We learned about the history of Europe, the story of Native Americans, met the tin soldier and Tom Thumb. We traveled in a Magic Tree House, visited Pooh's Corner, and we annually attend The Best Christmas Pagent Ever! We studied maps, learned a little Spanish, met St. Therese of Lisieux, Saint John Paul the Great, and the missionaries to Central America.
That was their education. We read, we wrote about what we read, and we did little activities to go along with it. I added some counting and patterning for math. We read about animals, stars, seasons, land formations, countries, and all things science. By the end of the first year, my voice was hoarse, but my children loved their schooling. (As I'm typing this, all four of my children are reading. Even my youngest, who isn't reading yet, is 'reading', making up the story from what he remembers it from the pictures.)
It is proof positive: When children are read to and when they read on their own, they are learning.
But now I see it differently: The trend in literature for children has shifted from Beverly Cleary-goodness to Vampires and Sorcery. I am often asked to provide an opinion on Harry Potter, Percy Jackson, the Twilight series, and the like. I can't tell you what you should and shouldn't allow your child to read, but I can offer a way to help parents and their children make that choice on their own.
Back when my kids were younger and I was stupid (or at least not as practiced at mom-hood), I planned on reading every book before my children did. I failed miserably. Why? Because my kids read faster than I do and they out-number me four-to-one! To think that I could pre-read every book AND keep my kids interested in reading was ridiculous. And if I ask them to wait for me to read it first, they will lose interest in reading altogether. I needed a plan to protect them from what I don't believe is quality entertainment (or even good for thier souls) and give them a sense of responsibility. That is why we begin reading new books with a review of the book on Goodreads.com and on Amazon.com. Then, if I approve, they can read it.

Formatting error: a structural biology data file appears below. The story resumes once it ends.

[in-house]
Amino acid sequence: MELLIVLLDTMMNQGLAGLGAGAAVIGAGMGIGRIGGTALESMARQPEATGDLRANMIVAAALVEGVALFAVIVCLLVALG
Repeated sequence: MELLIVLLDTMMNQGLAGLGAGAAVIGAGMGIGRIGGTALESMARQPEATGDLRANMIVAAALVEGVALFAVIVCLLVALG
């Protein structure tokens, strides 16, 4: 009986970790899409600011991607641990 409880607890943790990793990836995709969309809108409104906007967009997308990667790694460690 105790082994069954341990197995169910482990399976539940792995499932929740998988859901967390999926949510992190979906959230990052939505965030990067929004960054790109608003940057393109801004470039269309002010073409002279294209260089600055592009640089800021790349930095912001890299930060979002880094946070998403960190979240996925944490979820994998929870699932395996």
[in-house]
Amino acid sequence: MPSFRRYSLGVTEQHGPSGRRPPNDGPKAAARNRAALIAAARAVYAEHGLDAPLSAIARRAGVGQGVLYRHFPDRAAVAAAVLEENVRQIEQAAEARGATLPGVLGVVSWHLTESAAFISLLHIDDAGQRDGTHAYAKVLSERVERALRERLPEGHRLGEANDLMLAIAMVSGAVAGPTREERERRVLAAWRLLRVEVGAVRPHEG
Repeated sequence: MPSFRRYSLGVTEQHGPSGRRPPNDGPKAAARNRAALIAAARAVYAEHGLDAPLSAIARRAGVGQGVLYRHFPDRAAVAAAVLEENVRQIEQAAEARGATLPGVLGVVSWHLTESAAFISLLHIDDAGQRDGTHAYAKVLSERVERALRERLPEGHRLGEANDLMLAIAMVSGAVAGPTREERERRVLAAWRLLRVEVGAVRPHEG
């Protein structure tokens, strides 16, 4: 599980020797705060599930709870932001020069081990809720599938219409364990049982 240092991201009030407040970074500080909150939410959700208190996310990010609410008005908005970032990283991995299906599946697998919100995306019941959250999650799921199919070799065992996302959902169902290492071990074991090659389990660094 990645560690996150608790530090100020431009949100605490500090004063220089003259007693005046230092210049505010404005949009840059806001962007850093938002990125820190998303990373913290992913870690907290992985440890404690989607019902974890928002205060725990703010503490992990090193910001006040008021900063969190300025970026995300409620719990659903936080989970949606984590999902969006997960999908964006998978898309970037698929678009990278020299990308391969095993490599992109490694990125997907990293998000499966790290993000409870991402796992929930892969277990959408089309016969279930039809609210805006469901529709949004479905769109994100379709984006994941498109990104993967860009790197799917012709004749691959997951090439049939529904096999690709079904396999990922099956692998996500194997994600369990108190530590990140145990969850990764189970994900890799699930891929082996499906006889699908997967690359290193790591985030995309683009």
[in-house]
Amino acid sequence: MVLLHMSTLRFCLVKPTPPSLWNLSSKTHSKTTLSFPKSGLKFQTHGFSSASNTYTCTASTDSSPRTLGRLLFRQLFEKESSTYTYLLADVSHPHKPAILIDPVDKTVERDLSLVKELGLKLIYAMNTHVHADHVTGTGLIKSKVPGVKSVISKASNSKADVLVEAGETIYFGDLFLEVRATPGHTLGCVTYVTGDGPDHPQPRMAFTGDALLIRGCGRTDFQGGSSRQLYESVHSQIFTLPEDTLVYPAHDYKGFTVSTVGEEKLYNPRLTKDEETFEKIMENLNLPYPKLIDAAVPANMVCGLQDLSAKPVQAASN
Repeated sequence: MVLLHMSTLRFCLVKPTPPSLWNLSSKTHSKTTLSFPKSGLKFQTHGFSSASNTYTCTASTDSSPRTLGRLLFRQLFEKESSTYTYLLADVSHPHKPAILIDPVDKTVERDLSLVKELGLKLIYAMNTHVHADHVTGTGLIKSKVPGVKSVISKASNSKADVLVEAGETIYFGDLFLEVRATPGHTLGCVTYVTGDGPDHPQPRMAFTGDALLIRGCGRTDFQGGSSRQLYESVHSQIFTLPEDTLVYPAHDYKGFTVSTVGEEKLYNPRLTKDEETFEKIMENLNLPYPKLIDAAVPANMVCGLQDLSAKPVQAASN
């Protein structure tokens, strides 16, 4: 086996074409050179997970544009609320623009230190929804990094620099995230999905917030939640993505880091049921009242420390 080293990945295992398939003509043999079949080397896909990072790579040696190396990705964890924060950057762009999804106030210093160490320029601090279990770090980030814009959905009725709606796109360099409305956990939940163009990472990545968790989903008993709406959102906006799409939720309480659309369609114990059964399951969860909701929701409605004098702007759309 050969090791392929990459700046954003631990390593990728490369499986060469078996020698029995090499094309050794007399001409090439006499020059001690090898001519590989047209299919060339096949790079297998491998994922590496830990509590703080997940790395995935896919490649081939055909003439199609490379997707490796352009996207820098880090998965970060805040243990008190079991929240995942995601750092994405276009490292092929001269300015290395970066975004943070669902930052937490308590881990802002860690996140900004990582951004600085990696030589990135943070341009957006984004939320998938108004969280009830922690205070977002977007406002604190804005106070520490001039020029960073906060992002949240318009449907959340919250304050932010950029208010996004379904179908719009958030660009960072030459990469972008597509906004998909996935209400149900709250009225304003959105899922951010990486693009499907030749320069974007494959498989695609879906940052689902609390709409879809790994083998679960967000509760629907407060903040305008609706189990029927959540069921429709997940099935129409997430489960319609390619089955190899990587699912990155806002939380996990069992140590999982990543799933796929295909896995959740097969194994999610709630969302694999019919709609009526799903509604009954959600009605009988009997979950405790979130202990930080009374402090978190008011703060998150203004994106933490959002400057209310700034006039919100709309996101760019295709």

But it doesn't end there. My children are then asked to give a review of the book based on the following:
1. What message do you think the author was trying to share through this story?
2. Were there any scenes in the story that you believe were inappropriate?
3. Would you recommend this book to a priest? (because if you can't recommend it to a priest without feeling guilty, no one should read it :)
I can guess your next question: Don't you think that if the story is inappropriate, they will still read it?